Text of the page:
His chancellor was a young clerk, Thomas Becket, who was recommended to him by archbishop Theobald as the most capable official in the realm.
Among the prominent men who have lived in Fairfield are Roger Sherman, the first President Dwight of Yale (who described Fairfield in his Travels and in his poem Greenfield Hill), Chancellor James Kent, and Joseph Earle Sheffield.
The German occupation did not prevent the Lettish National Council, on June 26-29 1918, from claiming the reunion of all Lettish territories in accordance with the protest addressed to the German Chancellor on April 4.
The original manor house was rebuilt by Lord Chancellor Rich, who was here visited by Queen Elizabeth in 1561, and for her entertainment Sir Philip Sidney wrote a dramatic interlude which was played before the queen at Wanstead garden, and is printed at the end of the Arcadia.
During this critical fortnight the duke had apparently acquiesced in Mr Balfour's compromise, and had co-operated in reconstituting the ministry; his nephew and heir had been made financial secretary to the treasury, while Mr Alfred Lyttelton was appointed colonial secretary, Mr Austen Chamberlain chancellor of the exchequer, Mr Brodrick secretary for India, Mr H.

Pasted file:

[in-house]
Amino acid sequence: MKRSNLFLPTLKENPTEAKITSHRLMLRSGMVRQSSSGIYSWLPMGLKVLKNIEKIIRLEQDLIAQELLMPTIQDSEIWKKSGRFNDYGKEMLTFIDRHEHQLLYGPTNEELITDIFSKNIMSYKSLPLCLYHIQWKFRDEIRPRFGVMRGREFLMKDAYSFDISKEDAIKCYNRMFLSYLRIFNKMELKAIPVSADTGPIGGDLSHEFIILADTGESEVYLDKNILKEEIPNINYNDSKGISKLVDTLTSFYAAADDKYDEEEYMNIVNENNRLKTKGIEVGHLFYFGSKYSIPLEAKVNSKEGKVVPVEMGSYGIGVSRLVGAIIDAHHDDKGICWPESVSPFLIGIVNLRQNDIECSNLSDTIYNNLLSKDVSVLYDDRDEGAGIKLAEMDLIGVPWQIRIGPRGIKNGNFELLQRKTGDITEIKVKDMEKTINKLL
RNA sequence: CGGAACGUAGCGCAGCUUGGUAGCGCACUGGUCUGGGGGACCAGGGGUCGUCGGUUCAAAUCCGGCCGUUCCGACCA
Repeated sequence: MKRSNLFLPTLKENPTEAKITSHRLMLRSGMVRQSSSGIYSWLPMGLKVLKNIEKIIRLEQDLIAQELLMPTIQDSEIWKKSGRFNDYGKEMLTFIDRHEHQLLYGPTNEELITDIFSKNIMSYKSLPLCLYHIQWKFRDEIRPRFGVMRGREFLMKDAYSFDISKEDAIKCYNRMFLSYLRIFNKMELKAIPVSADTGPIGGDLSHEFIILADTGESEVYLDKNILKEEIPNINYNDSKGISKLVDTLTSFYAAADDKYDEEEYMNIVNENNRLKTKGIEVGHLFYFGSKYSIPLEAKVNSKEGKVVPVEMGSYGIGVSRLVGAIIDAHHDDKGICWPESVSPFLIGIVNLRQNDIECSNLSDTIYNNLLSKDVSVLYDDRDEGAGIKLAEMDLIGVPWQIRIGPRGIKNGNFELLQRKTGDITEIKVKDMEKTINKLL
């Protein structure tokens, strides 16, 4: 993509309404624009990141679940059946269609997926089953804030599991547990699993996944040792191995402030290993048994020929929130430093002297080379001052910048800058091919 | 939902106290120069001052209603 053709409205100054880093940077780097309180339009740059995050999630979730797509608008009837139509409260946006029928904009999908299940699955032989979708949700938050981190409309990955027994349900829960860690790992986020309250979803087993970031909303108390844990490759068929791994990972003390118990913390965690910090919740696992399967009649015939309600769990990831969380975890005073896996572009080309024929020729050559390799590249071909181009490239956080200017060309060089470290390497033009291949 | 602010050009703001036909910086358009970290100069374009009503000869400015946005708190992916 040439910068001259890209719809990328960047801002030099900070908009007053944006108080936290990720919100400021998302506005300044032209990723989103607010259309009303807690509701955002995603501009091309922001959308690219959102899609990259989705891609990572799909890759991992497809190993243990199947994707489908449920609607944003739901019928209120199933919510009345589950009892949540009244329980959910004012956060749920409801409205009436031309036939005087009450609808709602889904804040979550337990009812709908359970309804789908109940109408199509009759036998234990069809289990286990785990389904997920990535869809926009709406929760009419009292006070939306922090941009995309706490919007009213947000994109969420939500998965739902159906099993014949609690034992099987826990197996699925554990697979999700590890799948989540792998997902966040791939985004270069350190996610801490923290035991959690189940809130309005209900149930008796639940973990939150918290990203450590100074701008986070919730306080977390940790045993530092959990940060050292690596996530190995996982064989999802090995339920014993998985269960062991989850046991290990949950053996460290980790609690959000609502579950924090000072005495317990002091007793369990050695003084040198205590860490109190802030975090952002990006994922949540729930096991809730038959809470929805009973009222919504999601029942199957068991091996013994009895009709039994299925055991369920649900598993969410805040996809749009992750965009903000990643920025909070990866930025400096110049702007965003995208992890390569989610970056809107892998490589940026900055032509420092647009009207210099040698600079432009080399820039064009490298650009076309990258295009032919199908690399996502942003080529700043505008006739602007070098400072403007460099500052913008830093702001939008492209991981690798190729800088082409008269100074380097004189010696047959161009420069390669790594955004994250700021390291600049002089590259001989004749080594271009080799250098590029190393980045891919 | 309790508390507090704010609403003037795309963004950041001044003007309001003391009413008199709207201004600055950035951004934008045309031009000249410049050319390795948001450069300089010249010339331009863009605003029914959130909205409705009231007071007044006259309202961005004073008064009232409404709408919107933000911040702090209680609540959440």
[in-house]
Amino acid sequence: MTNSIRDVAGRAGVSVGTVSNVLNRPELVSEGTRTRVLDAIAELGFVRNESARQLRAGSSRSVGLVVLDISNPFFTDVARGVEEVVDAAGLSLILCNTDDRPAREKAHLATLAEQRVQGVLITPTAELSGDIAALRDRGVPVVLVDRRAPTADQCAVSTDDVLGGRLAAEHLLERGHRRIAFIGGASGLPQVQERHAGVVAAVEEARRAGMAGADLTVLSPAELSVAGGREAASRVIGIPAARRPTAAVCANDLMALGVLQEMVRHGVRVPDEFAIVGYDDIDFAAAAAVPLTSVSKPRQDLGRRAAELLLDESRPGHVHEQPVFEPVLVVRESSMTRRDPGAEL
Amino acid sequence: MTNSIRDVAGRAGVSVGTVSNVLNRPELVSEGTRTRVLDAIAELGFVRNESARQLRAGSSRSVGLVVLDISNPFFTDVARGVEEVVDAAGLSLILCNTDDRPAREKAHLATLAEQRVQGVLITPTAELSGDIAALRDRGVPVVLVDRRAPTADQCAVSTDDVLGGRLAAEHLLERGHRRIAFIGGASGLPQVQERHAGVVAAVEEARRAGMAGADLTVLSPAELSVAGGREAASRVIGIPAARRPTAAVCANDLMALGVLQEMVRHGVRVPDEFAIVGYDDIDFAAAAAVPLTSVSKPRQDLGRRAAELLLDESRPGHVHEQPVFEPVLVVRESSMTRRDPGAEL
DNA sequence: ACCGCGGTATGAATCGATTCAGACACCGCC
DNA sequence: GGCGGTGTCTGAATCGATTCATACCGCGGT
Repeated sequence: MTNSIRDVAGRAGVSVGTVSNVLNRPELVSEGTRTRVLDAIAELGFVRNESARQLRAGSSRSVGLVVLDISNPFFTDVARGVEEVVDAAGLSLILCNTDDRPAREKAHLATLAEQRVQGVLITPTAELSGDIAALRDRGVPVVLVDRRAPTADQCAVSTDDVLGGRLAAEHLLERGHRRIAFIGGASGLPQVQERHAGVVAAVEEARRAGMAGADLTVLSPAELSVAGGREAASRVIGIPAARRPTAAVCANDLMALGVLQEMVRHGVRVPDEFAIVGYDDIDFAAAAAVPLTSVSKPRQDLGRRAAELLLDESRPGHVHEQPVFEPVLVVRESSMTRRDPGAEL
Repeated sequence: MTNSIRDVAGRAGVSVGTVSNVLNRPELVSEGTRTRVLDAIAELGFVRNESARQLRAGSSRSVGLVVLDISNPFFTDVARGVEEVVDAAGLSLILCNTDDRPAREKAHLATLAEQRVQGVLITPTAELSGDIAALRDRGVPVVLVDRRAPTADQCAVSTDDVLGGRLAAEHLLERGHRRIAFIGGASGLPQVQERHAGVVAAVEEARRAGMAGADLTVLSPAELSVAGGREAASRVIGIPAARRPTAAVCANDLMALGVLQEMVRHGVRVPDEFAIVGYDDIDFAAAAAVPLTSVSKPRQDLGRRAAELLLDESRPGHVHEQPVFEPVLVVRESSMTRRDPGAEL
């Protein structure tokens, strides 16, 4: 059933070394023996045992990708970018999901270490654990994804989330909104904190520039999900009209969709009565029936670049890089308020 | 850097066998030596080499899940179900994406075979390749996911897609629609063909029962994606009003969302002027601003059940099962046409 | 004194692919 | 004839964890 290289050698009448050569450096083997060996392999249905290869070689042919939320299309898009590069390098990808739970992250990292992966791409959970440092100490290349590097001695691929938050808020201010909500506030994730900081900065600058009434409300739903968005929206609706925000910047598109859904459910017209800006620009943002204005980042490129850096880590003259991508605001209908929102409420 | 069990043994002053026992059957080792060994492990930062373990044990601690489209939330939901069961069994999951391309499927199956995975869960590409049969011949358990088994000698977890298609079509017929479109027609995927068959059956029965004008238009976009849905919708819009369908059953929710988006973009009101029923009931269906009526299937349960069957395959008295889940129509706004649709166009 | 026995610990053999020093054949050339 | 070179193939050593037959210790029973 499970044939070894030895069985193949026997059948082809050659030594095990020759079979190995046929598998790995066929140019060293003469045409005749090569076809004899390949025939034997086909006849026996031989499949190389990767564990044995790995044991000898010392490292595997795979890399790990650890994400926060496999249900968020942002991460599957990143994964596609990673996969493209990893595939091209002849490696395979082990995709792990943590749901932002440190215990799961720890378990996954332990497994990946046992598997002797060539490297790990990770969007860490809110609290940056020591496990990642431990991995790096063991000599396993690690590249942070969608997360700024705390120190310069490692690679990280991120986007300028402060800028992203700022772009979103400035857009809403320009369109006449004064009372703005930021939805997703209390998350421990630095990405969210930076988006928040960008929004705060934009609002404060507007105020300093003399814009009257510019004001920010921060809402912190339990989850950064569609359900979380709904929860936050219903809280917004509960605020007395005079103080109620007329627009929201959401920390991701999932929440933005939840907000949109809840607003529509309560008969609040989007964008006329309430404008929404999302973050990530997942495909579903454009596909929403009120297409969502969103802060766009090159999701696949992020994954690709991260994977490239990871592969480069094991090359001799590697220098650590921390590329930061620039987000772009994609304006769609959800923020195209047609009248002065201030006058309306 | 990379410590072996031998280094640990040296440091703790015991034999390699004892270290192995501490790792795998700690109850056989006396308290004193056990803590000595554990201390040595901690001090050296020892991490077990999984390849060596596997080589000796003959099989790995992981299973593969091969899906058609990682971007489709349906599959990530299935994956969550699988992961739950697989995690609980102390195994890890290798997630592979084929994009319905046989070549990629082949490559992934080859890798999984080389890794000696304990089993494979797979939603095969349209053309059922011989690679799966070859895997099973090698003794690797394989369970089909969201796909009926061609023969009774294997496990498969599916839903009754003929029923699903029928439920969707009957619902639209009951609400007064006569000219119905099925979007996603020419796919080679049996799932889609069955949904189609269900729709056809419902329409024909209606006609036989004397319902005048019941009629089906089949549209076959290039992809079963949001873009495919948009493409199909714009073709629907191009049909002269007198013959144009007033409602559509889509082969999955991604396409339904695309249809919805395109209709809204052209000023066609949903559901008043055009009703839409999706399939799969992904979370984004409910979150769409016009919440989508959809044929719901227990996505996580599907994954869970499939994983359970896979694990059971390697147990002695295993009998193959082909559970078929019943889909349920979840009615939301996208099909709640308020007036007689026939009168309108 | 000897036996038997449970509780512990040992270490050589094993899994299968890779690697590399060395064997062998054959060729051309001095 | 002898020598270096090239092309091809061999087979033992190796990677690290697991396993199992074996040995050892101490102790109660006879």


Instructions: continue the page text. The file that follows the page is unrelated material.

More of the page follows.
Asquith, then Chancellor of the Exchequer, as his parliamentary secretary, and continued in that position when his chief succeeded to the premiership. Early in 'giro he was appointed Under-Secretary for India, at a time when Lord Morley's tenure of the Secretaryship of State for India was drawing to a close.
He left one legitimate child, his successor James V., but as his gallantries were numerous he had many illegitimate children, among them (by Marion Boyd) Alexander Stewart, archbishop of St Andrews and chancellor of Scotland, who was killed at Flodden, and (by Janet Kennedy) James Stewart, earl of Moray (d.
In his accumulation of benefices Wykeham seems to have distanced all his predecessors and successors, except perhaps John Maunsell, the chancellor of Henry III., and Thomas Wolsey, the chancellor of Henry VIII., the latter being a pluralist not in canonries and livings but in bishoprics.
Early in the next year he was made Chancellor of the Duchy of Lancaster, but when the first Coalition Ministry was formed he returned to his former post at the Treasury.
The kings astonishment was even greater than his indignation when he saw the late chancellor setting himself to oppose him in all things.